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  VertexArray with two square, how to rotate only one of them  (Read 2611 times)
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Offline ernest210

Senior Newbie





« Posted 2012-02-17 09:44:30 »

Hello.
I sure it's impossible but I prefer to ask.
I'm holding position two square in one FloatBuffer. Changing position only one of them is no problem but
if is there a way to rotate only one of them (and stel holding them in same FloatBuffer)?
In code below all square rotating
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float rquad;
   FloatBuffer vertexData;
   FloatBuffer colorData;
   public void gameLoop(){
      final int amountOfVertices = 64;
        final int vertexSize = 3;
        final int colorSize = 3;
     
        vertexData = BufferUtils.createFloatBuffer(amountOfVertices * vertexSize);
        vertexData.put(new float[]{
            -0.5f,  0.5f,  0.0f,  0.5f,  0.5f,  0.0f,  0.5f, -0.5f,  0.0f, -0.5f, -0.5f,  0.0f,
             1.0f,  0.5f,  0.0f,  2.0f,  0.5f,  0.0f,  2.0f, -0.5f,  0.0f,  1.0f, -0.5f,  0.0f
             });
        vertexData.flip();

        colorData = BufferUtils.createFloatBuffer(amountOfVertices * colorSize);
        colorData.put(new float[]{
               1.0f, 0.0f, 0.0f, 1.0f, 0.0f, 0.0f, 1.0f, 0.0f, 0.0f, 1.0f, 0.0f, 0.0f,
              1.0f, 0.0f, 0.0f, 1.0f, 0.0f, 0.0f, 1.0f, 0.0f, 0.0f, 1.0f, 0.0f, 0.0f});
        colorData.flip();
       
      while(running) {
         update();
         glClear(GL_COLOR_BUFFER_BIT | GL_DEPTH_BUFFER_BIT);
         glLoadIdentity();//Matrix reseting.
        GL11.glTranslatef(0.0f, 0.0f, -6.0f); // Move Right And Into The Screen
        GL11.glRotatef(rquad, 0.5f, 0.5f, -0.5f); // Rotate The Cube On X, Y & Z
       
         glEnableClientState(GL_VERTEX_ARRAY);
            glEnableClientState(GL_COLOR_ARRAY);
         
            glVertexPointer(vertexSize, 0, vertexData);
            glColorPointer(colorSize, 0, colorData);
           
            glDrawArrays(GL_QUADS, 0, amountOfVertices);
           
            glDisableClientState(GL_COLOR_ARRAY);
            glDisableClientState(GL_VERTEX_ARRAY);
         
         Display.sync(60);
         Display.update();
      }
     
      Display.destroy();
   }
   
   private void update(){
      rquad-=0.05f;
   }
Offline theagentd
« Reply #1 - Posted 2012-02-17 10:10:56 »

Not really. The easiest way is to do the rotation on the CPU...

Myomyomyo.
Offline ernest210

Senior Newbie





« Reply #2 - Posted 2012-02-17 10:57:44 »

Not really. The easiest way is to do the rotation on the CPU...
What do you mean CPU can you tell a little more?
I'm not sure do I thinking about what you thinking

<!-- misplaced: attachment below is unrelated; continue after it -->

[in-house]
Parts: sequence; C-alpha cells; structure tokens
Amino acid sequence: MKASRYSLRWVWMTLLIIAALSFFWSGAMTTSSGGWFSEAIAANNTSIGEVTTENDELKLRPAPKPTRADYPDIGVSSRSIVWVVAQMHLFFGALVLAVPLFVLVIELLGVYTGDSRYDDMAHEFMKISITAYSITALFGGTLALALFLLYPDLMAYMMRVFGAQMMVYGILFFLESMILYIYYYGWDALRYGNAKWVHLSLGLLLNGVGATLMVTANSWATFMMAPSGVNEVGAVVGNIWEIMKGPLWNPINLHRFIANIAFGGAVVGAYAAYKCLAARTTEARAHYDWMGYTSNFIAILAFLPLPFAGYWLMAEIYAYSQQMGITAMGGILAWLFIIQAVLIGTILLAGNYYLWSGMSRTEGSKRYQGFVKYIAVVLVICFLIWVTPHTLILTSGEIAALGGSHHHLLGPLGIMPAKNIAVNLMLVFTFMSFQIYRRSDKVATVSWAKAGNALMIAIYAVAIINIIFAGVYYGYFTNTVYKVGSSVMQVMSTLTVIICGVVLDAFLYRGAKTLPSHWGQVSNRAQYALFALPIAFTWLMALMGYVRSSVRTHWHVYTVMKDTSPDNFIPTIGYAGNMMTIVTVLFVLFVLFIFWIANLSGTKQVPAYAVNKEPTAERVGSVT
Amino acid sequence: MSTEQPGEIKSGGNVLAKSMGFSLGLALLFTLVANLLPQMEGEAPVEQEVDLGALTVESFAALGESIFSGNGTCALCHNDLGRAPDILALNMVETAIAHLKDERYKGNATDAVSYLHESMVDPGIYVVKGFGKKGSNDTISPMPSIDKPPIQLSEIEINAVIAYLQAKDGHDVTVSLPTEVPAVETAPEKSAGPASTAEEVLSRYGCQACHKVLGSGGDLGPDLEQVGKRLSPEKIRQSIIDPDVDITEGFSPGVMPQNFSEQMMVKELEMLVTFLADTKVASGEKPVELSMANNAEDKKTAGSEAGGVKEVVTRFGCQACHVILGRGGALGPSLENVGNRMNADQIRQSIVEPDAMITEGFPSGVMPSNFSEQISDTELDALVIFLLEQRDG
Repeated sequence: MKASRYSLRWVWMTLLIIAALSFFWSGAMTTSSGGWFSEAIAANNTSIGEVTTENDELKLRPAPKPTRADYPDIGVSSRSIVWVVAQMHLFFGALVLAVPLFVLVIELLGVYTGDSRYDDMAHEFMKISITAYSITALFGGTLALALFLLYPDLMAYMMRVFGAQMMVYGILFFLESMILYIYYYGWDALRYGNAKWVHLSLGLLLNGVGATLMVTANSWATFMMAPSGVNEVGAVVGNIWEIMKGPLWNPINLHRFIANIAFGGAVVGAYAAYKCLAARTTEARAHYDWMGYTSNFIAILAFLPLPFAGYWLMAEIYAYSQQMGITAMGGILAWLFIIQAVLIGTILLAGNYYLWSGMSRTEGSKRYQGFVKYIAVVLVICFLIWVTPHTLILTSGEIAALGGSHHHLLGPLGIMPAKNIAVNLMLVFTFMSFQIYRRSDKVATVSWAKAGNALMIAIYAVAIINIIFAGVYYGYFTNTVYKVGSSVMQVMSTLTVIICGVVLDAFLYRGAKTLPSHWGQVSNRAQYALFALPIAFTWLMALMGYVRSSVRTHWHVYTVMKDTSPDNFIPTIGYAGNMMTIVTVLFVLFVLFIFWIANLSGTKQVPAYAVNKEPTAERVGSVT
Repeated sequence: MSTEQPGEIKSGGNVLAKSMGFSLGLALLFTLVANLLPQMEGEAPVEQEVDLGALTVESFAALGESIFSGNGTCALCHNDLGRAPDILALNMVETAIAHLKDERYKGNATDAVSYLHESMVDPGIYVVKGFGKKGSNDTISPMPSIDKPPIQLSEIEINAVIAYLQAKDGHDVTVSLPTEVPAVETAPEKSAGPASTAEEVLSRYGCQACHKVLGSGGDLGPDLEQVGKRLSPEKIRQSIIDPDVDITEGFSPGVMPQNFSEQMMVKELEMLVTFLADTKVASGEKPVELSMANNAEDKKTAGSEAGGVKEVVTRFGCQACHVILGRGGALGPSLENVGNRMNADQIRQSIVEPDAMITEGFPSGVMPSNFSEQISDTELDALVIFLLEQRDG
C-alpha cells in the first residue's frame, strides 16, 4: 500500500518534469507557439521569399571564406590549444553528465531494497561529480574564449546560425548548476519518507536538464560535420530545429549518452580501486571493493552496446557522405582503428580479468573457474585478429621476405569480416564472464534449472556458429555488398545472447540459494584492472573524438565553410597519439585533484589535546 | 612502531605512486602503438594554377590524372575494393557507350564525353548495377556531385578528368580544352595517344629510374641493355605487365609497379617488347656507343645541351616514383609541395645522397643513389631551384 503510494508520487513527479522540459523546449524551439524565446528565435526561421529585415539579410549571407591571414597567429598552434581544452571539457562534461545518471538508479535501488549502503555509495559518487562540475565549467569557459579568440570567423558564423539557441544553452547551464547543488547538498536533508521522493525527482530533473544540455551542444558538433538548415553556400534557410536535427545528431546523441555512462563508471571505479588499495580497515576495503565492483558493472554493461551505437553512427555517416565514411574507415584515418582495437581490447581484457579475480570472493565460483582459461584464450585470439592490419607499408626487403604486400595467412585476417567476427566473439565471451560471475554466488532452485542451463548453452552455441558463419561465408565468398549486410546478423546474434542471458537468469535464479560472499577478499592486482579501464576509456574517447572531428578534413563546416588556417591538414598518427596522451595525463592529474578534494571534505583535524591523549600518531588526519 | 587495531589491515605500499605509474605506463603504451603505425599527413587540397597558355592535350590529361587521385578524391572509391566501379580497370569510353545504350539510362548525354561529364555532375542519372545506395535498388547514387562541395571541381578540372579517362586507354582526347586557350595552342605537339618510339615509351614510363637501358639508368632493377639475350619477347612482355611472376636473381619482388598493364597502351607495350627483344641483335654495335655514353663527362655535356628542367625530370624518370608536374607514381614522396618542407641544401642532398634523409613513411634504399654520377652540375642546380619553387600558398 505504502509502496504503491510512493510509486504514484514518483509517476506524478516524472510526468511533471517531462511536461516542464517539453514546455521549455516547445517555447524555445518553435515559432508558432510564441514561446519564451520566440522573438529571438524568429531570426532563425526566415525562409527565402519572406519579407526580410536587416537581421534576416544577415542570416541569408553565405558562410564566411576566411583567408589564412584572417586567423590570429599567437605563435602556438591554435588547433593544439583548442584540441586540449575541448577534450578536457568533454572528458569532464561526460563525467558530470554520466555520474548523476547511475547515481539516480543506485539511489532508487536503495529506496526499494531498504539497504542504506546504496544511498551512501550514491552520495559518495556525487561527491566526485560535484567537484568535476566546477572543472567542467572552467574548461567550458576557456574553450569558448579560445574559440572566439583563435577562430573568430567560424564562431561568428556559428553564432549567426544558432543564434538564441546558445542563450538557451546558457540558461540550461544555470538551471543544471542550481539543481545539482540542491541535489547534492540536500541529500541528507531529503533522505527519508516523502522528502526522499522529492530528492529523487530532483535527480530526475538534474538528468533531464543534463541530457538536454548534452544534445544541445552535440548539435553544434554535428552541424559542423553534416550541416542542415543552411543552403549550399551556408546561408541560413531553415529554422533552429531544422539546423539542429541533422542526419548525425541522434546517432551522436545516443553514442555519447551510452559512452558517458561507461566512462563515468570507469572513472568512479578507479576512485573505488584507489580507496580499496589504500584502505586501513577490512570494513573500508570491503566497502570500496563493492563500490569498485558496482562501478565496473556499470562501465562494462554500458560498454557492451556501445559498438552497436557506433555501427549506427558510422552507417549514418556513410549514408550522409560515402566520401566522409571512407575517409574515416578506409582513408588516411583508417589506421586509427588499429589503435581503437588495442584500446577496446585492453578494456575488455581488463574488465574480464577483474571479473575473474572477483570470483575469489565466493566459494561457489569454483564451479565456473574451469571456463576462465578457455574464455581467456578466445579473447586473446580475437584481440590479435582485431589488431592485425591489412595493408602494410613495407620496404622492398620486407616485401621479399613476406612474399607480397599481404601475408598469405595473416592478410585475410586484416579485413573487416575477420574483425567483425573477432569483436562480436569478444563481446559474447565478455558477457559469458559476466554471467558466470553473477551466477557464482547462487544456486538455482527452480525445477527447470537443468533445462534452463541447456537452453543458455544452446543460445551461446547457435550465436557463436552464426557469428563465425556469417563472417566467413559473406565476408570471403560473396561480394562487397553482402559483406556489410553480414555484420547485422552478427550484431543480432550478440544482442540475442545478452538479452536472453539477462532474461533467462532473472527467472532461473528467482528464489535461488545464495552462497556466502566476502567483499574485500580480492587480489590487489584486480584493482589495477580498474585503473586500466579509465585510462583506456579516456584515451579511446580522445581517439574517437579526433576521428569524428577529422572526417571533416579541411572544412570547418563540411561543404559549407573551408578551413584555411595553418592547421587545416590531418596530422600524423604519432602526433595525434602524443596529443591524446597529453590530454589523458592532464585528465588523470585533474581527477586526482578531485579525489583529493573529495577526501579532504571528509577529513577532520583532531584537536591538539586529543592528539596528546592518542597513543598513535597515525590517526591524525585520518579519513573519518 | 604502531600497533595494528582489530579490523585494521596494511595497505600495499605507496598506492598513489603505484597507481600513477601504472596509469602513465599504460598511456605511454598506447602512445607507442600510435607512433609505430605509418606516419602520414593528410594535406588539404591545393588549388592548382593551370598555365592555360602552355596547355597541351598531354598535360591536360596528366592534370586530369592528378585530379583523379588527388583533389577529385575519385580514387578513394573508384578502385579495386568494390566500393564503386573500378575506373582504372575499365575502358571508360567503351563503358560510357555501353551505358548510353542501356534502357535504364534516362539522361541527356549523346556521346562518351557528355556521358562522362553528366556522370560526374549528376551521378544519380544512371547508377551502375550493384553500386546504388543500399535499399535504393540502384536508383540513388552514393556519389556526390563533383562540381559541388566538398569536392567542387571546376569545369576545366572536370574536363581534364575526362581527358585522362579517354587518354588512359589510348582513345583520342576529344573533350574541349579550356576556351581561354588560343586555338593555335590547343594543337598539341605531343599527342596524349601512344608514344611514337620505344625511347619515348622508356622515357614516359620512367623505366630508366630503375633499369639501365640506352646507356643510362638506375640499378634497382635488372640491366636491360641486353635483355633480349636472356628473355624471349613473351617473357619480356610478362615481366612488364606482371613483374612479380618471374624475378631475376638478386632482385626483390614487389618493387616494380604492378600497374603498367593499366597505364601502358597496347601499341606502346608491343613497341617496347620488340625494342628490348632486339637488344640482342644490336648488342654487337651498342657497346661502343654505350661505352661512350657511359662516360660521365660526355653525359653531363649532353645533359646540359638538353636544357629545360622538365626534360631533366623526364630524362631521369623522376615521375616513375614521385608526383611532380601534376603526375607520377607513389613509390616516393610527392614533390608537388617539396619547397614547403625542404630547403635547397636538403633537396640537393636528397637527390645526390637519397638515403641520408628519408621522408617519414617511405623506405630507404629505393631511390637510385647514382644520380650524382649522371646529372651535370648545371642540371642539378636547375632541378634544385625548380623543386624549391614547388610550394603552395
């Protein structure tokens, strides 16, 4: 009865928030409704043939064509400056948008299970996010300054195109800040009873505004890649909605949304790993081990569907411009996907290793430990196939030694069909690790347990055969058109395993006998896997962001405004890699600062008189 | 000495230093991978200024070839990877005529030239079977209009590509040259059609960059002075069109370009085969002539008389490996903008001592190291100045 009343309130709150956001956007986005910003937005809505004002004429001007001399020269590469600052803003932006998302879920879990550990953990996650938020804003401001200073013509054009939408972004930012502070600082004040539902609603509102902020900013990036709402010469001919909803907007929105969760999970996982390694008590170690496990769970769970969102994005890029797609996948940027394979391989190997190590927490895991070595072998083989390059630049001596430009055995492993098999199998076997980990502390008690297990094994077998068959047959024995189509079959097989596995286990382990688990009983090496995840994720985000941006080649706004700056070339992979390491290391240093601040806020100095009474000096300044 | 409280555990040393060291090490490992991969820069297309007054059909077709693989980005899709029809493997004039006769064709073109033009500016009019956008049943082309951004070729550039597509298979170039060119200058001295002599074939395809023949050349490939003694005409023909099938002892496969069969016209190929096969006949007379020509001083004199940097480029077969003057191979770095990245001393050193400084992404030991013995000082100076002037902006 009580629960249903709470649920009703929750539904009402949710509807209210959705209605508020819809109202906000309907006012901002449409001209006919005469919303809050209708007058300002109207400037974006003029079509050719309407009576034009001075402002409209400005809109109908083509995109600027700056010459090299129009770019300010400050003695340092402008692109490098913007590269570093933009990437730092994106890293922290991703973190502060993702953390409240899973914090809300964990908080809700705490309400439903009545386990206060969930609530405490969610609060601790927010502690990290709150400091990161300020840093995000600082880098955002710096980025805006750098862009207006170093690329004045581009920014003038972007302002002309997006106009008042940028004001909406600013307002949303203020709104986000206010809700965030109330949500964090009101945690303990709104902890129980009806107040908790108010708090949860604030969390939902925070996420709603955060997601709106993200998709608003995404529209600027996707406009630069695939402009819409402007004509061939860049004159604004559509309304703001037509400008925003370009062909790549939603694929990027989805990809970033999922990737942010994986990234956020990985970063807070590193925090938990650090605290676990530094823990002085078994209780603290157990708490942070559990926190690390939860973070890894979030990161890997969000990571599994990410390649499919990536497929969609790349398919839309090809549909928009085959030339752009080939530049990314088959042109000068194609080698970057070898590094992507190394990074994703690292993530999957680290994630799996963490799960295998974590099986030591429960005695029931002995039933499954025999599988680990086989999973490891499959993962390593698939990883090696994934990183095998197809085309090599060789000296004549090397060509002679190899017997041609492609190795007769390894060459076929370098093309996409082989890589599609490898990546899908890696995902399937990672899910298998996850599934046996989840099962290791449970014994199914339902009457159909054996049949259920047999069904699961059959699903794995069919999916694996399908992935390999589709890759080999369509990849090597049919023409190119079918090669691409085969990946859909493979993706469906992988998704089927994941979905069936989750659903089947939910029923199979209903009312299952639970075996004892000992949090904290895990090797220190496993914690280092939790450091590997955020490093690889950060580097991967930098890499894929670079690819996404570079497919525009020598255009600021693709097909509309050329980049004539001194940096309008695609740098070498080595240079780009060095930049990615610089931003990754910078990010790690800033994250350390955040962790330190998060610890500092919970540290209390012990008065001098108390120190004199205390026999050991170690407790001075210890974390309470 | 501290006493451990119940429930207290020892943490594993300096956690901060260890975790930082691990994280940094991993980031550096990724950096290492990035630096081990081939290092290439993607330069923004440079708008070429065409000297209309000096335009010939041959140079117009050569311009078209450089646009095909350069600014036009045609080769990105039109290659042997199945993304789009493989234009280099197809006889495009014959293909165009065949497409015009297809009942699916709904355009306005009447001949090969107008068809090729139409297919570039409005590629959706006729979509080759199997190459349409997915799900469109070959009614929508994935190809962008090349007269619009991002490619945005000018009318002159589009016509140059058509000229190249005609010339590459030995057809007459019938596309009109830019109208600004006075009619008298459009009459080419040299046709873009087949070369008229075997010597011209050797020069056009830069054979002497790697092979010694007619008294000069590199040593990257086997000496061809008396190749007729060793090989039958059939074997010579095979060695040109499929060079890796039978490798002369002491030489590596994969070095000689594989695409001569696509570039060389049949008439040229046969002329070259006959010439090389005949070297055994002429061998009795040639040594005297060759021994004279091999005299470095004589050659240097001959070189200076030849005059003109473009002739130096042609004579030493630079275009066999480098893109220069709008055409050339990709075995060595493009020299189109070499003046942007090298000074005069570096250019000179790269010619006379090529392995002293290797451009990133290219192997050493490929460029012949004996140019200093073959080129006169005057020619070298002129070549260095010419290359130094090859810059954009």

Games published by our own members! Check 'em out!
Legends of Yore - The Casual Retro Roguelike
Offline theagentd
« Reply #3 - Posted 2012-02-17 11:07:08 »

Not really. The easiest way is to do the rotation on the CPU...
What do you mean CPU can you tell a little more?
I'm not sure do I thinking about what you thinking
Sorry, I just quickly blurted that out because I thought you were working with 2D...

VBOs are meant to be used for vertices that will be processed by the same matrix, have the same texture, e.t.c. There is no way to specify which vertices will be processed how unless you do multiple draw calls on the VBO or use a vertex shader. For example you could setup the transformation matrix for the first cube, call glDrawArrays on the vertices of the first cube, setup the transformation matrix again for the second cube, call glDrawArrays, repeat. This is however pretty CPU intensive, and should be avoided if you have more than, say, 10 000 cubes.

Myomyomyo.
Offline ernest210

Senior Newbie





« Reply #4 - Posted 2012-02-17 14:02:57 »

For example you could setup the transformation matrix for the first cube, call glDrawArrays on the vertices of the first cube, setup the transformation matrix again for the second cube, call glDrawArrays, repeat. This is however pretty CPU intensive, and should be avoided if you have more than, say, 10 000 cubes.
Yes I know I can do this but also I know about
This is however pretty CPU intensive, and should be avoided if you have more than, say, 10 000 cubes.
that's why I asked.
I will try to do something in vbo, vertex shader right now it's a higher school for me.
Thanks.
Offline theagentd
« Reply #5 - Posted 2012-02-17 14:48:15 »

It is actually possible to do this without vertex shaders, but it requires OpenGL 3 support and that you do the matrix math yourself (through the LWJGL math library or any other math library of course). I can explain it if you want. EDIT: Scratch that, it does require a simple vertex shader...

Myomyomyo.
Offline ernest210

Senior Newbie





« Reply #6 - Posted 2012-02-17 15:02:26 »

I can explain it if you want. EDIT: Scratch that, it does require a simple vertex shader...
If it's not a problem then YES please explain.
Offline theagentd
« Reply #7 - Posted 2012-02-17 21:12:16 »

Okay, but first please tell me how much experience you have with
 - OpenGL in general
 - shaders
 - the LWJGL matrix/vector math library
so I don't ramble about things you already know. xd

The technique I'm talking about is called instancing, and like I said is limited to OpenGL 3 (= DirectX 10) hardware, meaning that it won't run on most Intel cards for example.